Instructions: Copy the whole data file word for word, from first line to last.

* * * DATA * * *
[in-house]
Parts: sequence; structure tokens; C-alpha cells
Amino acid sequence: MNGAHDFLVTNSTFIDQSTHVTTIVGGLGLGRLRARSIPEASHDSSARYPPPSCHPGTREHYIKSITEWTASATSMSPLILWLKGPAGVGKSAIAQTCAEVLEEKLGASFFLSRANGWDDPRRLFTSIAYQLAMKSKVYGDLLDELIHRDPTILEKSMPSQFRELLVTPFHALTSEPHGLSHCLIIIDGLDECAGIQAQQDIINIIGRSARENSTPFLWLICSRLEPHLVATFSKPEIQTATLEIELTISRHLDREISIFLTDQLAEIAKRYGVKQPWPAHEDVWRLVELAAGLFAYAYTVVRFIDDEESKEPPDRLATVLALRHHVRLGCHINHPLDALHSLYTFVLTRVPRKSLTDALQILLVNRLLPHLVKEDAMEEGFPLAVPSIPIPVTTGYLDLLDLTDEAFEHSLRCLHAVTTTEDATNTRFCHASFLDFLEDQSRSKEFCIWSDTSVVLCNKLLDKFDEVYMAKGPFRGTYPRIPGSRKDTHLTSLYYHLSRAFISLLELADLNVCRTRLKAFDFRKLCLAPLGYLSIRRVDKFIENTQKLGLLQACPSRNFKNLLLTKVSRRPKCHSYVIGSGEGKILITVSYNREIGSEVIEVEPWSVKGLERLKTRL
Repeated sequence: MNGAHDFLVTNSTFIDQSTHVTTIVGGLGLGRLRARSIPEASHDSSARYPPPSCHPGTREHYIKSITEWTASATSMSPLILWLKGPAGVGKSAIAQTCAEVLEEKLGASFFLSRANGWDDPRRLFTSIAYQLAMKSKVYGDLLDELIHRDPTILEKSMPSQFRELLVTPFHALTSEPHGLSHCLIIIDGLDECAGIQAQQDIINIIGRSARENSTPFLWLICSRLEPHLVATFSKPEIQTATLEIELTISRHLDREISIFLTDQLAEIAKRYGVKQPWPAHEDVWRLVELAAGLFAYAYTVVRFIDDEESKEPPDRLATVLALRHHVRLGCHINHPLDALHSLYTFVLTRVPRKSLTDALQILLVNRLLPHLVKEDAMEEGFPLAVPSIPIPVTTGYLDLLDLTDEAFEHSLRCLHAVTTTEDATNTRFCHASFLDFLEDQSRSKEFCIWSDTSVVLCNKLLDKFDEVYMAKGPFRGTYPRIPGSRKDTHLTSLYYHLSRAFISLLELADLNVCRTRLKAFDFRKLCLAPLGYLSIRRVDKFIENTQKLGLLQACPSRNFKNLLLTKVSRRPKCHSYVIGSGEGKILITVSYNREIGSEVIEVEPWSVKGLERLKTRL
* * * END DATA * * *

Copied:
[in-house]
Parts: sequence; structure tokens; C-alpha cells
Amino acid sequence: MNGAHDFLVTNSTFIDQSTHVTTIVGGLGLGRLRARSIPEASHDSSARYPPPSCHPGTREHYIKSITEWTASATSMSPLILWLKGPAGVGKSAIAQTCAEVLEEKLGASFFLSRANGWDDPRRLFTSIAYQLAMKSKVYGDLLDELIHRDPTILEKSMPSQFRELLVTPFHALTSEPHGLSHCLIIIDGLDECAGIQAQQDIINIIGRSARENSTPFLWLICSRLEPHLVATFSKPEIQTATLEIELTISRHLDREISIFLTDQLAEIAKRYGVKQPWPAHEDVWRLVELAAGLFAYAYTVVRFIDDEESKEPPDRLATVLALRHHVRLGCHINHPLDALHSLYTFVLTRVPRKSLTDALQILLVNRLLPHLVKEDAMEEGFPLAVPSIPIPVTTGYLDLLDLTDEAFEHSLRCLHAVTTTEDATNTRFCHASFLDFLEDQSRSKEFCIWSDTSVVLCNKLLDKFDEVYMAKGPFRGTYPRIPGSRKDTHLTSLYYHLSRAFISLLELADLNVCRTRLKAFDFRKLCLAPLGYLSIRRVDKFIENTQKLGLLQACPSRNFKNLLLTKVSRRPKCHSYVIGSGEGKILITVSYNREIGSEVIEVEPWSVKGLERLKTRL
Repeated sequence: MNGAHDFLVTNSTFIDQSTHVTTIVGGLGLGRLRARSIPEASHDSSARYPPPSCHPGTREHYIKSITEWTASATSMSPLILWLKGPAGVGKSAIAQTCAEVLEEKLGASFFLSRANGWDDPRRLFTSIAYQLAMKSKVYGDLLDELIHRDPTILEKSMPSQFRELLVTPFHALTSEPHGLSHCLIIIDGLDECAGIQAQQDIINIIGRSARENSTPFLWLICSRLEPHLVATFSKPEIQTATLEIELTISRHLDREISIFLTDQLAEIAKRYGVKQPWPAHEDVWRLVELAAGLFAYAYTVVRFIDDEESKEPPDRLATVLALRHHVRLGCHINHPLDALHSLYTFVLTRVPRKSLTDALQILLVNRLLPHLVKEDAMEEGFPLAVPSIPIPVTTGYLDLLDLTDEAFEHSLRCLHAVTTTEDATNTRFCHASFLDFLEDQSRSKEFCIWSDTSVVLCNKLLDKFDEVYMAKGPFRGTYPRIPGSRKDTHLTSLYYHLSRAFISLLELADLNVCRTRLKAFDFRKLCLAPLGYLSIRRVDKFIENTQKLGLLQACPSRNFKNLLLTKVSRRPKCHSYVIGSGEGKILITVSYNREIGSEVIEVEPWSVKGLERLKTRL